How to prototype websites & apps: The questions you should always ask

 
protoDesk.jpg
 
 
…innovative prototypes generate innovative teams. The prototype plays a more influential role in creating a team than teams do in creating prototypes.
— Michael Schrage – Serious Play
 

Design process can mean a lot of things, but “simple” isn’t usually one of them. This point is usually complicated by the fact that websites and apps require a lot of decision making during the design and development process. Which is where prototypes come in, because they help speed things up, but only if you are asking the right questions as you go.

If you are unfamiliar with prototyping as a regular part of your process, here are some of the things it can do for you:

  • Allows you to quickly validate and test design direction

  • Identifies design issues early on

  • It’s tangible – people can react much more thoughtfully to your design ideas when they interact with them

This article is broken up into two sections. 

The very short Part 1 will explore the first questions you need to be asking yourself.

The longer Part 2 will help you answer the last question: What kind of prototype should we develop? This will be critical to getting answers to the first set of questions.

Part 1: The question set

These are the questions you need to ask every time you build a prototype to help you make design decisions:

  • What do we want to test?

  • Who will we show and in what setting?

  • What do we expect to learn?

  • How will we evaluate that learning?


These are really the bulk of the questions you need to ask yourself in order to build a prototype that is going to help move your work in the right direction.

Since they are fairly straight forward questions, I am not going unpack them one by one.

Instead would suggest that if you are designing something with a team of people, I recommend working on answering them together, as one of their greatest values is helping build consensus around design direction.

If you are not working with a team, this set of questions is just great to use and make part of your design/prototype process.


The real work comes when you have answered these questions and then try to figure out the last question, which is…

Part 2: What kind of prototype should I make?

Great question! Prototypes can be nearly ANYTHING. It is just about what will get the job done to get the point across and the design direction clarified. 

There are three basic categories for prototyping

 
You can build a prototype at any point in a project to help inform design direction. This chart shows what kind of decisions can be informed by prototypes across a project timeline.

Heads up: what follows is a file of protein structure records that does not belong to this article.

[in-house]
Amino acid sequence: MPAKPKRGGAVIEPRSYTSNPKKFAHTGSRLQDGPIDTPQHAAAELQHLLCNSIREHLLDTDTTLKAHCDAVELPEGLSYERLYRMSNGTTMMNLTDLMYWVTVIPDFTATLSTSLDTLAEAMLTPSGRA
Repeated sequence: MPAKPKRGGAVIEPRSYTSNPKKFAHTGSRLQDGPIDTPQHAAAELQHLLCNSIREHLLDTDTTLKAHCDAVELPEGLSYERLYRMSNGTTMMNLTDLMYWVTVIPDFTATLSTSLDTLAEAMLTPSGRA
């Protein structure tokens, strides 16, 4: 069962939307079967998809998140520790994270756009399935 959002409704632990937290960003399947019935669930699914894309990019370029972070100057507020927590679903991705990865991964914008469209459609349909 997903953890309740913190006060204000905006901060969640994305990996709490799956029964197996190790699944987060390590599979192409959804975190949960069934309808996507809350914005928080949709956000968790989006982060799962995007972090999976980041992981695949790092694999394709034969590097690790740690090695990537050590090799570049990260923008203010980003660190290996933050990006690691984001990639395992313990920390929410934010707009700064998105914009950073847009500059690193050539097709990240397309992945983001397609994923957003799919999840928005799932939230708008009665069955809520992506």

You can build a prototype at any point in a project to help inform design direction. This chart shows what kind of decisions can be informed by prototypes across a project timeline.

 

Type 1: The "Quick & Dirty" prototype

The paper prototype. For those times thatyou are just trying to figure out what you  might  want to make.

The paper prototype. For those times thatyou are just trying to figure out what you might want to make.

Quick and dirty prototypes help set general direction for a design. 

When to use 

Typically at the beginning of a project when you only have a vague sense of where you want to go. They should show up right after white-boarding an idea.

Pros

  • Highly collaborative for internal and external teams and clients.

  • Low barrier to entry- they are simple (paper prototypes, nothing that involves much investment)

 

Type 2: The "Evolver" prototype

Prototypes in a device raise and affect the user/tester differently by triggering their familiar use patterns for that specific context.

Prototypes in a device raise and affect the user/tester differently by triggering their familiar use patterns for that specific context.

These prototypes can be a bit more involved. Say you have your concept down, and now it is time to start being more specific about user experience and context. Here you might use something like Invision or Marvel to create a tap through prototype on a mobile device or build a physical object out of cardboard or some kind of medium to see if your idea really can take shape and make sense with your intent.

Pros

  • Portable (larger # of screens if it is for a digital experience)

  • Allows for contextual experience

  • Typically easy to show to client / have someone "grok" easily

Type 3: The "Validator" prototype

Image source:  Min-Sang Choi

Image source: Min-Sang Choi

 

The last stage of prototyping is used for when you are really just honing in on a specific feature or polish point that really requires a nearly fully built design to engage with and make decisions about.

Pros

  • Test the look and feel and actual implementation

  • Could be any medium- From prototyping software to actual code

Rule of thumb: Any of these fidelity levels of prototypes can be revisited throughout the design process. There is no strict adherence to anything other than what gets the job done and what you have time for. 

I hope this gets you started down the prototyping path as soon as possible! Always be prototyping!

Did I miss any key questions? Leave a comment below!